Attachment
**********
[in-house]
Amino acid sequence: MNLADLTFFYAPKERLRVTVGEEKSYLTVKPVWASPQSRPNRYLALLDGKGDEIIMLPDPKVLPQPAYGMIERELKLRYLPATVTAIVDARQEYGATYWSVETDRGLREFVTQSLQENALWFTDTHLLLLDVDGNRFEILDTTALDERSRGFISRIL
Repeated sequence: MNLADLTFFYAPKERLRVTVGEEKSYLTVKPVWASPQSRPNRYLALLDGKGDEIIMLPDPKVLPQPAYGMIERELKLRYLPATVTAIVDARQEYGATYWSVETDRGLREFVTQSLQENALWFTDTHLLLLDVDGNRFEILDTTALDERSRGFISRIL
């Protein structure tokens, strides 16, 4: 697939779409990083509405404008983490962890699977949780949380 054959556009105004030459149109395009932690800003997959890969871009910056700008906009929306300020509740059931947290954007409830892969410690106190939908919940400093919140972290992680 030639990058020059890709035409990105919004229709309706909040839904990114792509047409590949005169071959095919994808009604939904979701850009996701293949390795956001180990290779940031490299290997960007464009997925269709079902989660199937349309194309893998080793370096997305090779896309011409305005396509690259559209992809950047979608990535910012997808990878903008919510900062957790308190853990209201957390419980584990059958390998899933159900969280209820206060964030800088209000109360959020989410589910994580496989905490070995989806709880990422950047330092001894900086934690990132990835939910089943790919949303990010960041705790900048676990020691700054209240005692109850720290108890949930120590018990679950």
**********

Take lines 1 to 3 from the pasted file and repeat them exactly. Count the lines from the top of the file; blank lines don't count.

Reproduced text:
[in-house]
Amino acid sequence: MNLADLTFFYAPKERLRVTVGEEKSYLTVKPVWASPQSRPNRYLALLDGKGDEIIMLPDPKVLPQPAYGMIERELKLRYLPATVTAIVDARQEYGATYWSVETDRGLREFVTQSLQENALWFTDTHLLLLDVDGNRFEILDTTALDERSRGFISRIL
Repeated sequence: MNLADLTFFYAPKERLRVTVGEEKSYLTVKPVWASPQSRPNRYLALLDGKGDEIIMLPDPKVLPQPAYGMIERELKLRYLPATVTAIVDARQEYGATYWSVETDRGLREFVTQSLQENALWFTDTHLLLLDVDGNRFEILDTTALDERSRGFISRIL